Monday, November 30, 2015

mini book review: the world is flat

I must admit that I only got to chapter 5 out of 17 of The World is Flat by Thomas L. Friedman. This one has been on my bookshelf for about 8 years since my husband read it for a college course, and so when I saw it as an audiobook from my library, I thought I might as well listen to it. I understood the premise already: due to globalization, there isn't the same kind of siloing of information or economic possibilities as there used to be. Since we have the Internets and easily accessible phone service, etc., many people around the world have access to similar jobs, products, services, and opportunities. What used to have to be done in-house can now be parceled out and outsourced.

While I think the premise is true, I was not interested enough in the book to continue listening to it through to the end. Maybe it got better; I probably will never know. I have two main problems with the book: first, it was kind of boring because this version (I think it's the 3rd edition) was written in 2007, and most of it is very outdated. His predictions about technology have already happened and are now old hat. It's kind of interesting reflecting on how much has changed in the last 8 years and how quickly this has become "normal," but other than that, I didn't find it interesting.

Second, Friedman seems to give this a fairly unqualified positive spin. Globalization is a good thing to him; this flattening of the economy, though scary in some ways because of the loss in the USA of certain types of jobs, is overall positive because it frees "us" up to do more interesting jobs that are higher up the ladder of creativity so we don't have to deal with menial labor, data entry, and the like.

In my opinion, this doesn't seem to be true, and even if it was, it's still troubling. Basically what he's saying is not so much that the world is flat, but that the hierarchy has expanded. Now the hierarchy has a broader base from which to pull, so it feels like it's flatter to those of us in the middle classes because there are more of us in a similar range (see pyramid at right). But what the book fails to realize is the extreme pointy-ness of the world, in actuality, a fact that the Occupy movement attempted to help us recognize. There are more people competing for middle class jobs. We've sent many of them overseas, but rather than allowing Americans to have better jobs, it actually seems to mean there are often fewer jobs that provide a living wage. We are either highly skilled and can find a good paying job, or we work in the service industry or retail or some other area of the workforce that is fairly difficult work and also receives little pay.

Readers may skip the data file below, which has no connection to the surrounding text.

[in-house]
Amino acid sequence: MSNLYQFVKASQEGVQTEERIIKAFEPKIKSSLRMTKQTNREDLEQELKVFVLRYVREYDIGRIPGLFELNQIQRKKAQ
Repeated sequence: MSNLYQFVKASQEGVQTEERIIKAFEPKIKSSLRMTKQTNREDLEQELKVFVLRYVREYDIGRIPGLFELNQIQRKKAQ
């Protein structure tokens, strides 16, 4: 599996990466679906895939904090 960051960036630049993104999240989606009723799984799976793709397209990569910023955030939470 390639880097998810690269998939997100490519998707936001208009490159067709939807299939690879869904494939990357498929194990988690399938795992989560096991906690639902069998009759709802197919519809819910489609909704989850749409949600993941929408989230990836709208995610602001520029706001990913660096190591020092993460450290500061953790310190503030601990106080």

Also, the problem with this is that it assumes a sense of superiority of Americans over people in other countries. It assumes that we deserve or are entitled to the more fun, creative jobs, and that people in other countries should be happy to take the boring jobs we don't want to do, receiving substantially less pay for it. The problem with this way of thinking is that it is still a hierarchy. In order for people around the world to move up the ladder, there has to be someone else that is so desperate for work that they will take the boring jobs after them. It's also problematic for the environment, because usually it means that the people in those places have no other alternative but to move to a city and take a job in a factory or call center because their way of life is no longer possible because their resources have been destroyed, taken over, or made toxic through pollution.

So while Friedman is correct that the Internets do make the global middle class feel flatter, I think he failed to take into account several important factors of the extreme hierarchy we are still dealing with, and the impacts this entitlement has on the world's people and land.

4 comments:

Anonymous said...

I totally agree with your critique of Friedman's white-washing of extreme, arguably increased global inequality linked to globalization. He responds to this criticism, somewhat, in his follow-up book "Hot, Flat, and Crowded: Why We Need a Green Revolution—And How It Can Renew America." His overall view, in my view, remains too bound-up with his particular social privilege.

Cherice Bock said...

Thanks to the last commenter for the info about his newer book! I'll have to look into that, but that's too bad he hasn't totally moved beyond this problem.

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